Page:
Friday, 31 January 2014
WHAM!, POW!, & MARVEL - AN ANNUAL EVENT...
Wouldn't it be great if Annuals were kept in print the same as most other books? Just imagine going into a bookshop and being able to buy the latest printing of the 1958 EAGLE Annual for boys, or the 1968 FANTASTIC Annual - or any Annual you please, in fact. I don't know if he was joking at the time, but LEO BAXENDALE once claimed in the pages of one of his WILLIE The KID Books (second, I think) that they were going to be kept in print forever. If this was indeed the intention, it must've been dependent on the books being a huge success, which, sadly, didn't seem to be the case as there were only three of them. (Must've had a three-book deal, I guess, which would've been renewed at regular intervals had they been bestsellers. It was not to be.)
One of my favourite Annuals was the MARVEL Annual for 1973, which went on sale late, in November of '72, as opposed to August or September. I first saw it in the window of a great shop that used to be in my town - W. & R. HOLMES - and I bought it at the earliest opportunity. It's odd that it was released later, so could it, perhaps, have been an afterthought in the minds of Marvel? Though it's always possible that it was published at the same time as the other Annuals and held back a bit, on account of some of the stories also appearing in the early issues of its weekly counterpart - The MIGHTY WORLD Of MARVEL.
On reflection though, it seems likely it was prepared prior to the release of the weekly as, inside, it refers to (according to DEZ SKINN in a 1979 magazine article) the comic's proposed title, The WONDERFUL World Of Marvel, which was probably changed for any one of three possible reasons. Firstly, that it was too long; secondly, to avoid any problems with DISNEY who had a television programme of a similar name (ironic in that Disney now owns Marvel); and thirdly, that 'Mighty' just sounds better! (It seems that there was still some indecision over the name when the cover was prepared, as the book was simply called Marvel Annual.) Although ads in the comic showed a picture of the cover with a 1973 date on it, the actual published cover was undated.
Funnily enough, that same year ('72), another Annual was on sale - WHAM! & POW! - whose weekly comics had once featured some of the very same characters as the Marvel Annual. Considering that the title had been Pow! & Wham! when the comics combined back in 1968, perhaps the '73 Annual (and the subsequent '74 one) was only released to redress the injustice of the superior Wham! being subsumed by its lesser stablemate, Pow! The combined weekly had expired in 1968, and given that the contents of the later Annuals bore absolutely no resemblance to their parent comics, one wonders why they were produced at all. (Presumably, the previous Annuals sold well.)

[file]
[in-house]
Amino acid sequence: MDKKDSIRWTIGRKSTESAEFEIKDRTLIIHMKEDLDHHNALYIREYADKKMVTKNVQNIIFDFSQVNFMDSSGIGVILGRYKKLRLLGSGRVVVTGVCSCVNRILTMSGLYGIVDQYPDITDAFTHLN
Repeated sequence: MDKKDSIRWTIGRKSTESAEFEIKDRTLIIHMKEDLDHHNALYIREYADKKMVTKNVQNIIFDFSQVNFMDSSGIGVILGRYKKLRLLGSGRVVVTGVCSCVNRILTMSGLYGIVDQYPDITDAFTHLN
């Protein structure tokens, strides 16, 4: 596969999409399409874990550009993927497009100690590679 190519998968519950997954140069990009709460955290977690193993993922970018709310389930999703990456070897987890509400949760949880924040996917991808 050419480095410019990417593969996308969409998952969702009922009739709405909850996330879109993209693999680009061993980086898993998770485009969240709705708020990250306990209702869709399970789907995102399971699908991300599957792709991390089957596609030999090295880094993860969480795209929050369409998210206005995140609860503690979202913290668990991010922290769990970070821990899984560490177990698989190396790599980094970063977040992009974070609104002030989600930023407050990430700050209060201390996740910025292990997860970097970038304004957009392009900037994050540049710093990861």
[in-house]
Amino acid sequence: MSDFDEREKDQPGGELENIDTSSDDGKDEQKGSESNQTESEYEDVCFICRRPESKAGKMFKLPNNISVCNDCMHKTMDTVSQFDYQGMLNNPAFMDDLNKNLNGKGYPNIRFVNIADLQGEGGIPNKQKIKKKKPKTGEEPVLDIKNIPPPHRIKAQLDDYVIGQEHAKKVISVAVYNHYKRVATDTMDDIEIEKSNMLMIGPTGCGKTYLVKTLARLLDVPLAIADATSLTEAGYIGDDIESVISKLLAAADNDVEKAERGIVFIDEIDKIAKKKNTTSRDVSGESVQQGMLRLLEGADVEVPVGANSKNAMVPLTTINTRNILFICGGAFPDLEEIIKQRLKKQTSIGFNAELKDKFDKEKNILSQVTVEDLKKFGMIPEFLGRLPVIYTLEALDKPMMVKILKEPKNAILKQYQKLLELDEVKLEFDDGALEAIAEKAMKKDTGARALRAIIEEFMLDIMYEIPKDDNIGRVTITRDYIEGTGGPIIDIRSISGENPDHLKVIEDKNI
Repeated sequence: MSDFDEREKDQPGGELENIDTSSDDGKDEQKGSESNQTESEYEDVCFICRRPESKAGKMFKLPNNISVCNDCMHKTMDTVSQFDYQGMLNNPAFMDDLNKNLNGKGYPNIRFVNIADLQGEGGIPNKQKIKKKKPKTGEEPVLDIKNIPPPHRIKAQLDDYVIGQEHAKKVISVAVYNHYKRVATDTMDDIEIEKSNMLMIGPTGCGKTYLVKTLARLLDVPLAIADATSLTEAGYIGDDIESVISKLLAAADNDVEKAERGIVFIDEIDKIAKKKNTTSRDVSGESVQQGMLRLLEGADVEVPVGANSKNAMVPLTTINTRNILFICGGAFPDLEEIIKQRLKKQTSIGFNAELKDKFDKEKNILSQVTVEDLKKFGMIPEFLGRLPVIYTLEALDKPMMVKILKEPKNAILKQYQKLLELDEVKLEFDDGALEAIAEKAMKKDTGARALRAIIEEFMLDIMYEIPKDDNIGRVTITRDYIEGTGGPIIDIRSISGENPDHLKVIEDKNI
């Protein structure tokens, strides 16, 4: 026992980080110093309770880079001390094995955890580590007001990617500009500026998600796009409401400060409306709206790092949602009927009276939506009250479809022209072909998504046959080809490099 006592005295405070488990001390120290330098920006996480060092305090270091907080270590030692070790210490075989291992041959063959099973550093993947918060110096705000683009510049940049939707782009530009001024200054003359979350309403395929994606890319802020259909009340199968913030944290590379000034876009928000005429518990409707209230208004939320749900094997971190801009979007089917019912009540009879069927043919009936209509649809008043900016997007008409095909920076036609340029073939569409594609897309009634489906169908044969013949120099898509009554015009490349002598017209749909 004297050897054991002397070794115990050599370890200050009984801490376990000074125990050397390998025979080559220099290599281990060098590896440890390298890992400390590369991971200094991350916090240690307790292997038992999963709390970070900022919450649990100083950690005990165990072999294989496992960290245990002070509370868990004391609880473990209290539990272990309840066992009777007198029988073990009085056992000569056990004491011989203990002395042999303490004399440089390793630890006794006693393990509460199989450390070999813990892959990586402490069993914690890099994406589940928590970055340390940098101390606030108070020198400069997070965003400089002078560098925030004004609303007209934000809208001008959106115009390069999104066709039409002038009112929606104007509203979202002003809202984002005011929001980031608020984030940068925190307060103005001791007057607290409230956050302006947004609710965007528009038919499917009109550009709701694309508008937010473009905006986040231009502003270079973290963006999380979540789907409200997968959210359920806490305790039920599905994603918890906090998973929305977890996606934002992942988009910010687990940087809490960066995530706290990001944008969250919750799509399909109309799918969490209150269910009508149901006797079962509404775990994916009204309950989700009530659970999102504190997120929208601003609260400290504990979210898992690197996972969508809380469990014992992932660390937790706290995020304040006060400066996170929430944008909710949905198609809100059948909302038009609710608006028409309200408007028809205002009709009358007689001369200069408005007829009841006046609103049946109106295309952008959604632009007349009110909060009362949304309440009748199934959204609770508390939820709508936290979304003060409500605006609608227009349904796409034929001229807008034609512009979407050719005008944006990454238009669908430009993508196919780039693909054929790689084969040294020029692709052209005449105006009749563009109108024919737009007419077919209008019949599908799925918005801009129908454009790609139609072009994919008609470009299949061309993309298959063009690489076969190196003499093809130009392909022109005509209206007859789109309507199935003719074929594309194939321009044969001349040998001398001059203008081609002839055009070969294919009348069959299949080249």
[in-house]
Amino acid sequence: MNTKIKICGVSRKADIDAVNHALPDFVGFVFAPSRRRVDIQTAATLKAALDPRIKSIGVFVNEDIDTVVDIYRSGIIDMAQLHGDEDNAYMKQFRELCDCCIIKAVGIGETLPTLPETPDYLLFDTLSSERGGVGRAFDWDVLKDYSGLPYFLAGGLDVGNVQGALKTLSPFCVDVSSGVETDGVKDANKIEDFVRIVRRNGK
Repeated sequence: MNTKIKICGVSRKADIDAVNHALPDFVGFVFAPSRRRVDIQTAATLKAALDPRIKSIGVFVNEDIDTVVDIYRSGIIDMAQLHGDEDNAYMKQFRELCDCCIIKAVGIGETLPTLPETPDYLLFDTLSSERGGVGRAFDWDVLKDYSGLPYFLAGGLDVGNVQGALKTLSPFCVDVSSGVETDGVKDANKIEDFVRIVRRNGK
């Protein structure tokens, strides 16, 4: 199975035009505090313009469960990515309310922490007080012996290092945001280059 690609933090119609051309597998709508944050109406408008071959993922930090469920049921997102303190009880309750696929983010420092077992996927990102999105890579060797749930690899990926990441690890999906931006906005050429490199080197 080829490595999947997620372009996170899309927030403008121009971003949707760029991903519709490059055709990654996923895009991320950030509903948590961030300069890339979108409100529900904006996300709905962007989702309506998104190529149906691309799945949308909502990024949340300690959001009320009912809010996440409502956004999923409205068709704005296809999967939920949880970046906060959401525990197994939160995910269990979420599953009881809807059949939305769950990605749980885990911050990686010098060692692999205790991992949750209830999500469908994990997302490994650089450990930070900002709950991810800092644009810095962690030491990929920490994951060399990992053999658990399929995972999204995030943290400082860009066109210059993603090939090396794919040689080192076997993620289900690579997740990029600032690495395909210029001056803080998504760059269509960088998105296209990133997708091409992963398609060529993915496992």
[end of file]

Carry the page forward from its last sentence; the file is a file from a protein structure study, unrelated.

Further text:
Curiously, the Marvel Annual bears the FLEETWAY symbol, though I'm unsure if it would've featured in any brochures of Fleetway books for '73. Obviously it was produced at the behest of Marvel, as IPC had the means to publish and distribute Annuals, whereas, at that time, Marvel didn't. (IPC/Fleetway also produced the '74 Annual, still bearing only the name Marvel - "The Mighty World of" part of the title finally turned up on the edition for 1977, issued at the end of '76.)
It's interesting that both the Marvel and Wham! & Pow! books had 128 pages (including covers), but that Wham! & Pow! had 30 in full-colour whereas Marvel was mostly black and white with 16 pages of spot-colour. As both Annuals were priced at 65 pence, I can't help but feel that readers were being a little short-changed in regards to the Marvel book, which would certainly have benefitted from the inclusion of full-colour. Marvel must have supplied brand-new proofs to IPC for the book, because I once saw some of the original ODHAMS proofs from the '60s in the IPC art vaults and they were all resized two pages-to-one, unlike the '73 Annual.
Perhaps keeping Annuals in print in perpetuity is nothing but a pipe-dream, but, with the advent of the Internet, while actual print editions might never be republished (though it's been done with the RUPERT Annuals), there's no reason at all why online versions of them couldn't be made available (at a modest price), allowing readers to print their own copies. What do the rest of you think? Don't be shy about having your say in the Criv-ites' comments section.
Posted by Kid at Friday, January 31, 2014